SOME Hunter vignerons are happy with their 2020 vintage but key producers Tyrrell's, McWilliam's Mount Pleasant, Brokenwood, Meerea Park and the Davis Wine Group have been hard hit by the double whammy of smoke taint and drought.
Last week Mount Pleasant announced that because of smoke taint it had decided not to pick any grapes for Vintage 2020 and Tyrrell's said most of its vineyards would not be harvested for wine production and it would have a severely reduced 2020 vintage.
Smoke taint gives grapes burnt, smoky, medicinal or "dirty ash tray" characters.
In a survey I conducted with other producers I found viticulturist Brett Keeping of Two Rivers vineyard and Mike De Iuliis, chief winemaker for De Iuliis Wines, optimistic about their vintages. Gwyn Olsen, chief winemaker for the Davis Wine Group's Pepper Tree, Briar Ridge, Tallavera Grove and Carillion brands, said the Mount View vineyard was affected by the Crumps Complex fire, adding to the harmful impact of the drought and a hail storm in late 2019.
These factors and Australian Wine Research Institute (AWRI) testing of smoke exposure on the Mount View grapes had brought a decision not to harvest any Hunter Valley chardonnay. Because Pepper Tree vineyard smoke taint levels were lower and, at this stage, its semillon had been harvested to produce a 2020 Hunter-Orange semillon-sauvignon blanc blend, in the coming week verdelho would be harvested.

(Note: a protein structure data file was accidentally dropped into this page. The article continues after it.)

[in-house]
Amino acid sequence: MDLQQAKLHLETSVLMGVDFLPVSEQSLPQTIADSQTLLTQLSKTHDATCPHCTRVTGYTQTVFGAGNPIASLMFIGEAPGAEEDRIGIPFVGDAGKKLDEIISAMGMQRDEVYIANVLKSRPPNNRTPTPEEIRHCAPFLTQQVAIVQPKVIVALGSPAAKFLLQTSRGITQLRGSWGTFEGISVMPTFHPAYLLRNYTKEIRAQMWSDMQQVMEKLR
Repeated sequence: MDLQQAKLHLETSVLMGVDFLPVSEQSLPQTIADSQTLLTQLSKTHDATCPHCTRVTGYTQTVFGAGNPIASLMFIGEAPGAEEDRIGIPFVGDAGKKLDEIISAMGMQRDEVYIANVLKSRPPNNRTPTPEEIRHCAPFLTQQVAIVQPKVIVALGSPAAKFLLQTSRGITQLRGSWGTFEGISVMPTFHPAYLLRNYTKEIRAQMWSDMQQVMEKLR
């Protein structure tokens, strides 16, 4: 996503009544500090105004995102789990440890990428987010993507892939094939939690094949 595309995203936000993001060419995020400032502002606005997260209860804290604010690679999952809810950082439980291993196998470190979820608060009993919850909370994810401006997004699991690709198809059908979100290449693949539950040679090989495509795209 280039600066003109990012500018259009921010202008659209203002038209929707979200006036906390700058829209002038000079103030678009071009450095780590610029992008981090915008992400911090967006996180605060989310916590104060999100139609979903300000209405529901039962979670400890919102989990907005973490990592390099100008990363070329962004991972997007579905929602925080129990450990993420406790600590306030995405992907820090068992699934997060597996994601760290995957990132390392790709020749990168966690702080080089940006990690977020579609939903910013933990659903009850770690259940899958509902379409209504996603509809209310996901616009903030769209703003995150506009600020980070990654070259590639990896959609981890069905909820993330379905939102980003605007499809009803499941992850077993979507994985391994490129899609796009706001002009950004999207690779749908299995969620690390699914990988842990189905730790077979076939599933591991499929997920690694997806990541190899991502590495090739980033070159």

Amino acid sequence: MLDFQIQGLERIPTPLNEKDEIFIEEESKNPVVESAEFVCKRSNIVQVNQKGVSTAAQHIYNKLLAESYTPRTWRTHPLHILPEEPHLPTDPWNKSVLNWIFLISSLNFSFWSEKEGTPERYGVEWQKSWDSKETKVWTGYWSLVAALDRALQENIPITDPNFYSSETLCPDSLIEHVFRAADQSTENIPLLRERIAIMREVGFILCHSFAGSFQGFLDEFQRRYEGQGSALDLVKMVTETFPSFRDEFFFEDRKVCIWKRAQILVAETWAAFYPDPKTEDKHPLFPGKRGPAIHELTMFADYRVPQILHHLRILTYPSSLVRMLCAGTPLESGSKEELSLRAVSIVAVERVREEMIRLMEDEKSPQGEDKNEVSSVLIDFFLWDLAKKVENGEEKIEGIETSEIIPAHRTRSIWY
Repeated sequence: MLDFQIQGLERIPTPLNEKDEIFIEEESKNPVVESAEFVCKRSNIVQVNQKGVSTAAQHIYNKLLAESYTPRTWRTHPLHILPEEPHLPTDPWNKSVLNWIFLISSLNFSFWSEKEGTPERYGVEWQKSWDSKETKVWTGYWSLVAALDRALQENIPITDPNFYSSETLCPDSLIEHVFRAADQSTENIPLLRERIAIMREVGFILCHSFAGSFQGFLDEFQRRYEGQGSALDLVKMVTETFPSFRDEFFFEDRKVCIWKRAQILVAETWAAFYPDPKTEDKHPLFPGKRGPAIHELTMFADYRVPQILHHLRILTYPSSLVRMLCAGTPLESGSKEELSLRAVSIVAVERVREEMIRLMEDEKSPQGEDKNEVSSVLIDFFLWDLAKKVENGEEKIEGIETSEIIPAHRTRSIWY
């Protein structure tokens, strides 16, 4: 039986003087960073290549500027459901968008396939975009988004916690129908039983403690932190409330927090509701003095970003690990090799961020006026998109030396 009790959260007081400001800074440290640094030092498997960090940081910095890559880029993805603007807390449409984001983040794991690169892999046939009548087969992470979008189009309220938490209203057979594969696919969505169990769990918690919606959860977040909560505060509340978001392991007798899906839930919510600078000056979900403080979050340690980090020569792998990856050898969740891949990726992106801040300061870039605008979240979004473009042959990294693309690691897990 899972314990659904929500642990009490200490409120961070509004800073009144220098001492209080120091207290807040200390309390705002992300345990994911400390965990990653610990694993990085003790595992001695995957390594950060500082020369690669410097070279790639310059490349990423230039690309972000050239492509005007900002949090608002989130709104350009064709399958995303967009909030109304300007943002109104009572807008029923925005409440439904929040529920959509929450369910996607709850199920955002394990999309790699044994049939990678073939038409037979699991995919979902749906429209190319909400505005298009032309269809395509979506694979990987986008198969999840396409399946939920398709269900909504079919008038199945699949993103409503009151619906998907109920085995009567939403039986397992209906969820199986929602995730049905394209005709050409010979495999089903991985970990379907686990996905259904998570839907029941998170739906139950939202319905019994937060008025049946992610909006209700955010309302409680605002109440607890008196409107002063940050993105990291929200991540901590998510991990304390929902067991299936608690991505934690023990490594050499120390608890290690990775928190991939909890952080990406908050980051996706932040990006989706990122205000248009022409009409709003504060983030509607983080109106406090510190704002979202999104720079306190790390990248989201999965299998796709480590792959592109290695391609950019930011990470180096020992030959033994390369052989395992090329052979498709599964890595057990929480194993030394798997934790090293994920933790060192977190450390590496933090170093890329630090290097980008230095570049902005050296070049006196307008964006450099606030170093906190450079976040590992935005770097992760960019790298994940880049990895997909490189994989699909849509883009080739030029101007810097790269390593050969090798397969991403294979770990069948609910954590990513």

"We are still in the process of deciding on whether or not to harvest shiraz," Olsen said. "We have not made these decisions lightly and will continue to monitor the wines through ferment. If the quality is compromised, we will ensure these wines do not get bottled."
At this stage the group's grape tonnage will be down about 60 per cent due to drought and hail.
Brokenwood chief winemaker-CEO Iain Riggs said the chardonnay crop from the Maxwell vineyard at Pokolbin had been written off, as had most of Brokenwood's reds. His team had been "picking around the edges" as grapes got riper and taint analysis was coming back from AWRI. These numbers showed that fruit further away from the Brokenback Range was not too badly affected.
"We have about half of normal intake of Hunter semillon and we have about 90 tonnes of it in the shed with, fingers crossed, some of it suitable to be labelled as Hunter Valley semillon," Riggs said.
The great uncertainty was that the insidious smoke taint glycosides were released during fermentation and they hadn't yet got any juice through ferment. Whatever didn't qualify for bottling as Hunter Valley semillon would go to Cricket Pitch white.
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